According to Alexander Jones, Professor of History at the Institute for the study of the Ancient World in New York University, “now we have the texts that you can actually read as ancient Greek, what we had before was like something on the radio with a lot of static”. Professor Jones spoke about the inscriptions of the Mechanism and their relation to ancient astronomy and explained the significance of being able to use that much detail coming from a period from which scientists know very little about Greek astronomy. "It was not a research tool, something that an astronomer would use to do computations, or even an astrologer to do prognostications, but something that you would use to teach about the cosmos and our place in the cosmos," Jones said. "It's like a textbook of astronomy as it was understood then, which connected the movements of the sky and the planets with the lives of the ancient Greeks and their environment."

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Agamemnon Tselikas Philologist, Palaeographer from the Center for History and Palaeography and responsible for the team that undertook the reading of the texts, spoke about the letters that were discovered through the incisions. Xenophon Moussas, Professor of Space Physics at the Faculty of Physics from the University of Athens, and AUTH Professor John Seiradakis, presented the interpretation of the Mechanism’s inscriptions by modern astronomy. Finally Mike Edmunds, Emeritus Professor from the School of Physics and Astronomy at Cardiff University gave insight on who might have built the Mechanism and why.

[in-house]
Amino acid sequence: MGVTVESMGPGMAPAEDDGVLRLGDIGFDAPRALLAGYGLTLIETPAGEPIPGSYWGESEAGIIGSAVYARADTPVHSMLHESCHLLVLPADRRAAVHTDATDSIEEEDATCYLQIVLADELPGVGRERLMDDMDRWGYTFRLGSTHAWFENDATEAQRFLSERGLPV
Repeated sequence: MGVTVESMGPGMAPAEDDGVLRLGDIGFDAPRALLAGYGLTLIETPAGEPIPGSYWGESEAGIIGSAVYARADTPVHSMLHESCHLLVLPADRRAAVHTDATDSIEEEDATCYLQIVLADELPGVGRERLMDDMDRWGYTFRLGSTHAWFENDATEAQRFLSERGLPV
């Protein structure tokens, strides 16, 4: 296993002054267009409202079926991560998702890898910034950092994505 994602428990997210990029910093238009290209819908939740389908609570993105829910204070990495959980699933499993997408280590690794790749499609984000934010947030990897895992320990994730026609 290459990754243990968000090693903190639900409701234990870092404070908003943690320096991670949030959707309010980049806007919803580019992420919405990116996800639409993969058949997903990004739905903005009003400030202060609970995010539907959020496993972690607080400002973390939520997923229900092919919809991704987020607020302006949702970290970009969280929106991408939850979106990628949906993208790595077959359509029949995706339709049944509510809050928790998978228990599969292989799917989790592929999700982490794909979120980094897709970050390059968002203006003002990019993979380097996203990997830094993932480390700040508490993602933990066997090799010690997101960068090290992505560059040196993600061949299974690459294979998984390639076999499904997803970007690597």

12 years ago, Jones' and Edmunds' team began using x-ray scanning and imaging technology to analyze the 82 surviving fragments in order to see how the mechanism works, a painstaking process given that most of the characters where less than 2 mm wide. As Professor Moussas argued, “this machine is the root of all civilization and of the entire technology. It is in fact, the oldest “tablet”.

These findings were also discussed this week (14.6) at special presentation of a functioning prototype of the mechanism “Antikythera Mechanism, the first computer of all times” at the Education and Culture Committee of the European Parliament.

Knowing more details about the functioning of the Antikythera Mechanism, the scientific community and the international audience are anticipating even more results from the research on the ancient Antikythera shipwreck,  one of the largest ancients wrecks to date at about 50 meters deep on a steep underwater slope, that is being carried out by the Ephorate of Underwater Antiquities in cooperation with Woods Hole Oceanographic Institution.